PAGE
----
The New York Giants hired Jerry Reese as their general manager yesterday, making him only the third African American general manager in NFL history.
Reese, the team's director of player personnel the last four years, was considered the favorite among the in-house candidates to replace Ernie Accorsi, who held the post for nine seasons before retiring.
The other black general managers in the NFL are Baltimore's Ozzie Newsome and Houston's Rick Smith.
Reese, 43, a graduate of Tennessee-Martin, joined the Giants' scouting department in 1994 after working on the coaching staff at his alma mater.
In other Giants news, police in Montclair, N.J., were called to the former house of Michael Strahan after a dispute between the defensive end and his ex-wife.
Police Lt. James Carlucci said police responded to a call at the northern New Jersey home on Sunday that stemmed from a dispute over child custody. No arrests were made.
Steelers. Russ Grimm, Pittsburgh's assistant head coach, has emerged as the front-runner for the job to replace coach Bill Cowher.
The team's search was narrowed to three finalists after offensive coordinator Ken Whisenhunt left Sunday to become the new coach of the Arizona Cardinals.
The Steelers identified Grimm, a Pittsburgh assistant for six years, and defensive coordinators Mike Tomlin of the Minnesota Vikings and Ron Rivera of the Chicago Bears as the finalists. Georgia Tech coach Chan Gailey is no longer being considered, the Steelers said.
Rivera cannot speak to the Steelers again until the Bears are eliminated from the playoffs.
Seahawks. Seattle quarterback Matt Hasselbeck revealed that he played the final eight games of the season with broken fingers on his non-passing hand.
Hasselbeck said he suffered non-displaced fractures of two fingers on his left hand during a win against Green Bay on Nov. 27. That was his first game back after a four-week absence because of a sprained knee.
"It wasn't fun," Hasselbeck said while he and his teammates cleaned out their lockers upon returning from Sunday's overtime loss at Chicago.
"You appreciate what your teammates go through," he said, "because I know there were guys on our team who had the same injury who didn't get the attention or sympathy that I got."
Earlier this month, Seahawks offensive coordinator Gil Haskell acknowledged that Hasselbeck's hand bothered him on snaps and when he was hit.
On Sunday, Hasselbeck was hit from behind after a throw early in the game and held his hand while in obvious pain. On fourth and 1 with Seattle in Chicago territory and two minutes left in regulation time, Hasselbeck bobbled the snap. That ruined the timing on Shaun Alexander's run, resulting in a 2-yard loss.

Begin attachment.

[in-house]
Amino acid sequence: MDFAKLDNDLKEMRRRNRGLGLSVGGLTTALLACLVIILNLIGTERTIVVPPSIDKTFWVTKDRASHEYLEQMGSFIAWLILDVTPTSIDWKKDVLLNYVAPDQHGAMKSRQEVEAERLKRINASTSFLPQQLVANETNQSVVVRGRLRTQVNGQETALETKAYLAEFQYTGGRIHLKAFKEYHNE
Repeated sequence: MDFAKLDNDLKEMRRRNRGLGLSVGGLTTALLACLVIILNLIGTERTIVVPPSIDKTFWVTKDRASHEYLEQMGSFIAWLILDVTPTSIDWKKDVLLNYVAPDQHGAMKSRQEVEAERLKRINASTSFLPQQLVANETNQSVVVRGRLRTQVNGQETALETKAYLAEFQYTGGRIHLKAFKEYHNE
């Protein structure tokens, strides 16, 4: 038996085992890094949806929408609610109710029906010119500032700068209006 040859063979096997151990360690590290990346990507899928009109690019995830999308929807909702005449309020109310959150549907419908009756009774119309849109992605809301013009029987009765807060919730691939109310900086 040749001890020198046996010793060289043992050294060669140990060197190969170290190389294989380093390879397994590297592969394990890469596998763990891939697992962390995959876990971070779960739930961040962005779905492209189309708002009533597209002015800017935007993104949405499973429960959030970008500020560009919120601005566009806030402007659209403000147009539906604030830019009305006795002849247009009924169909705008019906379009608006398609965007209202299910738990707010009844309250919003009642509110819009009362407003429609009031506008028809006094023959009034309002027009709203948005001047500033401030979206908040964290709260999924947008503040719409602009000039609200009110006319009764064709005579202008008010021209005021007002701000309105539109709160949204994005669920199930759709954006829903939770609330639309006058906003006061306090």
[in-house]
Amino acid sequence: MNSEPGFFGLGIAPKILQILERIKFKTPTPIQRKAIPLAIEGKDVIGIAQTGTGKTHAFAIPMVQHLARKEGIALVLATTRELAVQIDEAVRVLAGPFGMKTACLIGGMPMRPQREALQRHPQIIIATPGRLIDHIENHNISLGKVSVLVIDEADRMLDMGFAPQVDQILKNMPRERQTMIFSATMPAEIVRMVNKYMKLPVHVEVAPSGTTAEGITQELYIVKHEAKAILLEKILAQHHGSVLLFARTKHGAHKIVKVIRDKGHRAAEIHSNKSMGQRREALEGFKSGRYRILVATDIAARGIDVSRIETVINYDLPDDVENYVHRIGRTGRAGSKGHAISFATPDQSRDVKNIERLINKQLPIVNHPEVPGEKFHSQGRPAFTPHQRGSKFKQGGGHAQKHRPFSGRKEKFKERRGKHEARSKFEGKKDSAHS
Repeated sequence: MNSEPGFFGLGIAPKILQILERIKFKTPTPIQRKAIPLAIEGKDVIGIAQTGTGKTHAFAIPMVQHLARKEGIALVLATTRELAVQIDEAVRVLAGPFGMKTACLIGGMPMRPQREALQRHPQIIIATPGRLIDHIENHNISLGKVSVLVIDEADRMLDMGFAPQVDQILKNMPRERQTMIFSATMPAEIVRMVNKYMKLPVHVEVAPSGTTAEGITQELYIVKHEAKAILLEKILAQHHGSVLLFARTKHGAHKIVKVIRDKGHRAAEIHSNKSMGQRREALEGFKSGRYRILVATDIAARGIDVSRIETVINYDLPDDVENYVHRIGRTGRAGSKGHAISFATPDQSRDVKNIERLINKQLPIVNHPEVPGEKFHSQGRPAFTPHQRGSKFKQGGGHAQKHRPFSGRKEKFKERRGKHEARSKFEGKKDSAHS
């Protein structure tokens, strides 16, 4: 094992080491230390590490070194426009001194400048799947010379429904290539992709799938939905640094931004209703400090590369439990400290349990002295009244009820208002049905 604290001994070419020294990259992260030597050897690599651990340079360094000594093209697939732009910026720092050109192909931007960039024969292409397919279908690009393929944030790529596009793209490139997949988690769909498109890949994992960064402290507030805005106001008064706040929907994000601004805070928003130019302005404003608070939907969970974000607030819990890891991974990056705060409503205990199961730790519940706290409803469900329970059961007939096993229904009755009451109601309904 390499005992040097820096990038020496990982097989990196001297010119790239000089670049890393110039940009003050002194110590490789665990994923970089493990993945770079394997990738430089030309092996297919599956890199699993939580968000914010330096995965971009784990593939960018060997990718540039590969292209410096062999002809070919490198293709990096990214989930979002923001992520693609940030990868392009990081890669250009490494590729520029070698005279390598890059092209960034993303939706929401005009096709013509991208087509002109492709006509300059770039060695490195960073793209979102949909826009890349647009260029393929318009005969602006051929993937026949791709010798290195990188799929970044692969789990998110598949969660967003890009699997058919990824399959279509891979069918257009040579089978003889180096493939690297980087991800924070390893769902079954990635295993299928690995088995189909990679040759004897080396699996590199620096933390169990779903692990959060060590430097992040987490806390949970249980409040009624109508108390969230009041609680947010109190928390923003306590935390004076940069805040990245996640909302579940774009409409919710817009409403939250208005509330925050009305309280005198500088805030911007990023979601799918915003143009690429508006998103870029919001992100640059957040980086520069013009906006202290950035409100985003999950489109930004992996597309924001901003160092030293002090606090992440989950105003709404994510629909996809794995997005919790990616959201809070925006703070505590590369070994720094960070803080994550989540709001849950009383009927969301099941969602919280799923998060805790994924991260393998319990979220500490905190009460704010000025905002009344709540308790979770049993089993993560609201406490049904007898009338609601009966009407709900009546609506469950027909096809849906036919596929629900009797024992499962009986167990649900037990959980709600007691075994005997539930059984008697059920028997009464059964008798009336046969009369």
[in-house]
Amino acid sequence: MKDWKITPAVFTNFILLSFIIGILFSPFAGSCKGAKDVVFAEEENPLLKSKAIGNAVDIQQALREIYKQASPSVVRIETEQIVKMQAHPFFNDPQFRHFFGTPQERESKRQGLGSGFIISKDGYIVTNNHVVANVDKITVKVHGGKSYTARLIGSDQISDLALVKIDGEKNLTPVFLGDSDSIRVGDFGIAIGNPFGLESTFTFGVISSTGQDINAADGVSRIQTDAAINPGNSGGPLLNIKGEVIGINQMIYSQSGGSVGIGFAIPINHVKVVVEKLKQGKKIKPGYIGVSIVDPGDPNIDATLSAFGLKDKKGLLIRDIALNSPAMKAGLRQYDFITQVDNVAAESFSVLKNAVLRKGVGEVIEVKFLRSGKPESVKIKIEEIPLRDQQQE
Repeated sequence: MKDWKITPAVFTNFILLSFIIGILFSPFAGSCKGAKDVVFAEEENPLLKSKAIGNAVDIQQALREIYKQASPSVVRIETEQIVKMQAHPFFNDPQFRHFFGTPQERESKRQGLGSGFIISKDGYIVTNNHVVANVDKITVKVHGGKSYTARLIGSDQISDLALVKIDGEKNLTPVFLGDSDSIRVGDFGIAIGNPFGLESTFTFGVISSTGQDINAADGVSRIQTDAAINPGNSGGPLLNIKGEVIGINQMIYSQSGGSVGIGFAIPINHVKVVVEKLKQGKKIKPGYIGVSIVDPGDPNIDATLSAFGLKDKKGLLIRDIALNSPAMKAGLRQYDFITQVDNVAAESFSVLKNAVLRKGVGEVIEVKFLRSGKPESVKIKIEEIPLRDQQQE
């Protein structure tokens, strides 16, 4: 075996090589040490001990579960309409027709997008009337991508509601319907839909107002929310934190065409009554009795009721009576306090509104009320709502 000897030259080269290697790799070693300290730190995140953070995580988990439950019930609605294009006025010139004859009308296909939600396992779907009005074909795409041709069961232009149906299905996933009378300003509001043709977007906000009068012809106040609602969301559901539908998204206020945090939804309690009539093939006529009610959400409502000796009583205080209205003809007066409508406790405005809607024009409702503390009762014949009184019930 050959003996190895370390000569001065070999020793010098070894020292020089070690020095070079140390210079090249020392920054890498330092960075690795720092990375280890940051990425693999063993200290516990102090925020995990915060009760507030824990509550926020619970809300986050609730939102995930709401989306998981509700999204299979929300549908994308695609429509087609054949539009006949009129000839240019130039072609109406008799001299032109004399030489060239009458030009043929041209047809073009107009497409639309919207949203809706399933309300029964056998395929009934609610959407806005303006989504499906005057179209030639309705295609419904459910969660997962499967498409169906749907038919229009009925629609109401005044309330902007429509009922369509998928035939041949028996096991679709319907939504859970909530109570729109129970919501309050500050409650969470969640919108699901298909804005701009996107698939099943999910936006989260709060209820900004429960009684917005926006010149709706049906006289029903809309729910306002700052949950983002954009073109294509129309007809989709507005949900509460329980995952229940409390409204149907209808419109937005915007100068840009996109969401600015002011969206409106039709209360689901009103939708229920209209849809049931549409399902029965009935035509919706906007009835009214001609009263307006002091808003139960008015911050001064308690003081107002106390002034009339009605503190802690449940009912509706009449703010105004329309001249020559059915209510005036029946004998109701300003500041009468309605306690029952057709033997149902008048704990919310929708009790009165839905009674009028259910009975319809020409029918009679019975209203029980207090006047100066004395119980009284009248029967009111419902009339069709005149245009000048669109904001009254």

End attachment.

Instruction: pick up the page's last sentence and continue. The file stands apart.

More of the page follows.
Hasselbeck finished the season with 18 interceptions in 14 games. He threw just nine in 16 games last season, when the eight-year veteran started in the Super Bowl and Pro Bowl.
In other Seahawks news, former Pro Bowl center Robbie Tobeck retired after 13 NFL seasons.
Dolphins. New York Jets offensive coordinator Brian Schottenheimer withdrew from consideration for Miami's head coaching job.
Former Atlanta Falcons coach Jim Mora visited the Dolphins' complex for a second interview yesterday. The only other candidate known to have met twice with team officials was Georgia Tech coach Chan Gailey.
Saints. A former quarterback himself, New Orleans coach Sean Payton was not about to discount the abilities of the erratic Chicago Bears quarterback Rex Grossman - especially not after some of the throws he saw the embattled signal caller make in ousting Seattle from the playoffs.
"With the weight of a lot of people on his shoulders and playing in his first playoff game this year, I thought he was outstanding," Payton said as the Saints prepared to play Chicago in Sunday's NFC title game. "It's a funny business because you're graded each week on your last performance."
Colts. By keeping opposing offenses out of the end zone and off the field, the once-maligned Indianapolis defense has taken the Colts right into Sunday's AFC championship game against New England.
"We're playing better," coach Tony Dungy said. "We're tackling a little bit better."
The Colts surrendered a league high of 173 yards rushing per game during the regular season, giving up 375 to Jacksonville in December.
In the playoffs, however, they righted their ship. They held Kansas City to 126 total yards in a 23-8 victory. On Saturday, they held the Baltimore Ravens to 83 yards on the ground.